From investigating the resiliency of young adults to turning back the clock on memory for older populations, four professors in CMC’s Psychological Sciences department are looking at how we mentally manage our world. And their outstanding work has been rewarded with five large, highly competitive, external grants—virtually unprecedented for professors at small liberal arts colleges, especially in a single year—to fund research and further teaching at CMC.
Like everyone in higher education this spring, Brian Davidson ’08 has been doing his share of adjusting and re-adjusting with advisees. The good news: CMC has, once again, produced an impressive roll call of selective domestic and overseas fellowship and scholarship winners, including five Fulbrights. The challenges: Some programs have gone virtual, postponed travel, or been cancelled completely given ongoing restrictions stemming from the COVID-19 pandemic.
Several CMC faculty members earned distinctions in recent months. Here are some of their notable accomplishments:
Whether it’s starting a therapeutic photography program at a group home in Pomona or teaching and conducting research in diverse locations around the world, CMC students are ready to make a difference near and far.
Timothy W. Wright III ’77 will receive the Distinguished Public Service Award at Claremont McKenna College’s 72nd commencement ceremony, to be held at 2 p.m., Saturday, May 18.
A lawyer and former government official, Wright served in the administrations of Presidents Bill Clinton, George H.W. Bush, and George W. Bush.
Wright grew up in Compton, where he was student body president at Compton High School. At CMC, he was an activist student leader and standout football player. Wright completed his law degree at UCLA.
Some of Mohamad Batal’s favorite memories at CMC involve Beckett Hall patio barbecues, watching Champions League matches on the Appleby balcony, and spending “deliriously late nights” in the Salvatori Center. But he gets the biggest jolt of CMC excitement while thinking about his senior thesis, the basis of which earned him a first-place award for Best Presentation at the inaugural Undergraduate Scholars Conference in Israel Studies at UCLA earlier this summer.
CMC finished the 2017-18 academic year with several students and alumni earning prestigious grants and scholarships to learn and teach abroad.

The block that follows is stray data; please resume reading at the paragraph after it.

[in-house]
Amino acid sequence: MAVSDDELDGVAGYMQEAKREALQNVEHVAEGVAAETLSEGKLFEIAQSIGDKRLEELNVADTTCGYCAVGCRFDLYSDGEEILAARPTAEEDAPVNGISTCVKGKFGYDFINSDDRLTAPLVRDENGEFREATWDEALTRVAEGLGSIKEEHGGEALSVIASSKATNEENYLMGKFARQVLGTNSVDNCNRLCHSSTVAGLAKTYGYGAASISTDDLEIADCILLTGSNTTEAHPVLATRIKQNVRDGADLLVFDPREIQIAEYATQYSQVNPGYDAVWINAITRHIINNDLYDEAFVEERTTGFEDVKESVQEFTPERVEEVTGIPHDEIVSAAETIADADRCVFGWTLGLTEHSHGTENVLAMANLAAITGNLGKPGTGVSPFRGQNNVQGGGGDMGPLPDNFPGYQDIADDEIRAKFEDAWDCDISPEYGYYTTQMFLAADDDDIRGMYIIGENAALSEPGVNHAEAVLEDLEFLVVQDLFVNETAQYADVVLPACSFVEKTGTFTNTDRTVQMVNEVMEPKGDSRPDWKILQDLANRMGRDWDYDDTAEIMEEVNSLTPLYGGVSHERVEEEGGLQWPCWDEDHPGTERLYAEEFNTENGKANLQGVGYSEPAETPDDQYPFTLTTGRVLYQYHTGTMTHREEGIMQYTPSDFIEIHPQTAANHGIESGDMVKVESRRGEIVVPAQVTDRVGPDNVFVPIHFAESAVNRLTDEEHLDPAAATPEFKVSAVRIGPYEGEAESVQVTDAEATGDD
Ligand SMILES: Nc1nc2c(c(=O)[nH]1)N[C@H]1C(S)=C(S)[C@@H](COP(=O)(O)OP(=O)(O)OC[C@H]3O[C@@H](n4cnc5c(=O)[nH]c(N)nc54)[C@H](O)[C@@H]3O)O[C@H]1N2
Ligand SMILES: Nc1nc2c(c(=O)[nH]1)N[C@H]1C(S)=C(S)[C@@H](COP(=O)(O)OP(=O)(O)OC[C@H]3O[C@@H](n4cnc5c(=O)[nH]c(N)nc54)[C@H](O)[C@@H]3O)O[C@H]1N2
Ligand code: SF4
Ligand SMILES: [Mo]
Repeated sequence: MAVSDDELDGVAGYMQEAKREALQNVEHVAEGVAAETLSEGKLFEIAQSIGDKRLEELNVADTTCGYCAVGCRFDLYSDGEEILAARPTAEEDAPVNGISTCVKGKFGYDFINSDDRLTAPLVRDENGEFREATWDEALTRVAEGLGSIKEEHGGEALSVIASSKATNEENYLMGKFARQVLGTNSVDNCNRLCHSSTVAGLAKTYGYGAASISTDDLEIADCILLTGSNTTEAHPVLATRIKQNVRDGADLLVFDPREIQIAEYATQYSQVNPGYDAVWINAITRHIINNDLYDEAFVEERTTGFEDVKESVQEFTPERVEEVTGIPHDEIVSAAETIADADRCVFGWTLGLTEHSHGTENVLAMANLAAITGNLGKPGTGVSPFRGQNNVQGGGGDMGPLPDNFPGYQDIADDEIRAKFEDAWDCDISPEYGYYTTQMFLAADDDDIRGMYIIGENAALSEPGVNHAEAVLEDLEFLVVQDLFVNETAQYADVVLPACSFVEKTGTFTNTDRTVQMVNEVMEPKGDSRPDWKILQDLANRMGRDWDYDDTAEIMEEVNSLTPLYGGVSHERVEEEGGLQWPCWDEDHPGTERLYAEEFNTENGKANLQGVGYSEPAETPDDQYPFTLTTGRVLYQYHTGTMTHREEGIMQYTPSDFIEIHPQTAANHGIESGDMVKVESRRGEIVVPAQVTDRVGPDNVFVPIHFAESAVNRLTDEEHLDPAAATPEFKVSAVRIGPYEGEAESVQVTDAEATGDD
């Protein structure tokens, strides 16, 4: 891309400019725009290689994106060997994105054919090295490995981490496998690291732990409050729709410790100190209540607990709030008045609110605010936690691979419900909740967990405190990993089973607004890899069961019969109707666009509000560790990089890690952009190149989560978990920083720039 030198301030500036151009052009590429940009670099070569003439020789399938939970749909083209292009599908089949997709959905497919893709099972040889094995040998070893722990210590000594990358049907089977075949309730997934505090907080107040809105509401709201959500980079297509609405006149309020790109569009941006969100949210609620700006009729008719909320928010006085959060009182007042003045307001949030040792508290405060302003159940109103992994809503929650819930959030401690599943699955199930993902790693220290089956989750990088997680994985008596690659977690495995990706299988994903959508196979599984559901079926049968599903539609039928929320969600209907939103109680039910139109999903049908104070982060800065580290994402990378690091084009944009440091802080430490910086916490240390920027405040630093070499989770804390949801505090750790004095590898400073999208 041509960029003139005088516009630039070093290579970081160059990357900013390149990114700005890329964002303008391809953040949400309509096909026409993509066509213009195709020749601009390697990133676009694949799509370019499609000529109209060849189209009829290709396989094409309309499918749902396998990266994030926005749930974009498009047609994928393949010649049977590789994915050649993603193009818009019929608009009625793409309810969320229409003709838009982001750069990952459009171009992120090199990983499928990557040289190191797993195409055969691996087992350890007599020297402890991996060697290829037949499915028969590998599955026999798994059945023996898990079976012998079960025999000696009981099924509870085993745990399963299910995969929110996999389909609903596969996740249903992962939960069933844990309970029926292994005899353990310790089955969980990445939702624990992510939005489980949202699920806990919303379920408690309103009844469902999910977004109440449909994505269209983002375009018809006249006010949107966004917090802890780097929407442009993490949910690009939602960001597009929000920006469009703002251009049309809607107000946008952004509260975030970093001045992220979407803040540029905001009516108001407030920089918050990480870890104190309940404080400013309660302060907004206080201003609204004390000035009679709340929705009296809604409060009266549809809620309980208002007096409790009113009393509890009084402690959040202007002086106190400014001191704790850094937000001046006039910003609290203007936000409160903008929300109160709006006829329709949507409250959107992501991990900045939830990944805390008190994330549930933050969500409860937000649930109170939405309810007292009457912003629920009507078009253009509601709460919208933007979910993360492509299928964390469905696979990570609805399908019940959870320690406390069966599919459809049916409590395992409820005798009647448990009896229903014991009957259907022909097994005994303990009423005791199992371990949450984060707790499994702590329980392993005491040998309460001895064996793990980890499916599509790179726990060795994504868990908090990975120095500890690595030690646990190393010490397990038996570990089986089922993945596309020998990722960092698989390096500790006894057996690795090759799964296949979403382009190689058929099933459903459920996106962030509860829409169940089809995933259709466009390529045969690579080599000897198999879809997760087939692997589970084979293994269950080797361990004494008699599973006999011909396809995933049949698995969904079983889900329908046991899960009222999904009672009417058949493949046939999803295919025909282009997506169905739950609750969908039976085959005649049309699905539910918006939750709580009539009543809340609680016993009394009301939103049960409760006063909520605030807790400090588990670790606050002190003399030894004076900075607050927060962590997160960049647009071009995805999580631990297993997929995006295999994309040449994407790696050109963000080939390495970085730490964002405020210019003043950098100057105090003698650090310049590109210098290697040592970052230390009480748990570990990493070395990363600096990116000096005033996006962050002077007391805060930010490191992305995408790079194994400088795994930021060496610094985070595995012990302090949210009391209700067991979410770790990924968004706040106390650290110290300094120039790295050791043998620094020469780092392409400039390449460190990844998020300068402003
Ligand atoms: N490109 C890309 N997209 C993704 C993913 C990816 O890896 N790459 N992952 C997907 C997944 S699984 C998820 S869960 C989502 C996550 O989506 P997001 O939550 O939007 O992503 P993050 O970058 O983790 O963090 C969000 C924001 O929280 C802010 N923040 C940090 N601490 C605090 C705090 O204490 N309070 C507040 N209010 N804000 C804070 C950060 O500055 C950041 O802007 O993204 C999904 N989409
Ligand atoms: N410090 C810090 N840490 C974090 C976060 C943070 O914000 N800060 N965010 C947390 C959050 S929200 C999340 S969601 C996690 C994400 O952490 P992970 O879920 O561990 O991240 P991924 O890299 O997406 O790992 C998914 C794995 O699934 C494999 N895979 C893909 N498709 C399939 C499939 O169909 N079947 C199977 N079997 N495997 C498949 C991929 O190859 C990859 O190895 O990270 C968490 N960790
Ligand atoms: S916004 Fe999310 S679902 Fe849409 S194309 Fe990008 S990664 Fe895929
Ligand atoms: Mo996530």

The largest group, eight CMCers, will spend the year studying, teaching English, or conducting research as part of the renowned Fulbright U.S. Student Program. The longstanding initiative, part of a flagship government exchange designed to promote global understanding, offers a one-year fellowship to grantees. Fulbright operates in more than 140 countries.
Associate Professor of History Lily Geismer has been named an Andrew Carnegie Fellow for 2018 by the Carnegie Corporation of New York.
Geismer will receive up to $200,000 to support sabbatical research for her book project "Doing Good: Public Policy and the Market from the War on Poverty to the Clinton Foundation."
The Southern California Intercollegiate Athletic Conference (SCIAC) selected Mike Sutton '76 as its 2018 Distinguished Service Award recipient. Sutton has dedicated nearly 40 years of his career to intercollegiate athletics at Claremont McKenna College, Claremont-Mudd-Scripps, and within the SCIAC.
"It's an incredible affirmation to be considered worthy of the same recognition in the Distinguished Service Award that many of my mentors in the conference over the years have received," Sutton said.
Dengler-Dykema Distinguished Professor of Government Charles R. Kesler is one of three recipients of the 2018 Bradley Prizes for individuals who work to “restore, strengthen, and protect the principles and institutions of American exceptionalism.”
The Lynde and Harry Bradley Foundation will bestow the awards, which carry a $250,000 stipend, at the 15th annual Bradley Prizes ceremony on May 15 at the National Building Museum in Washington, D.C.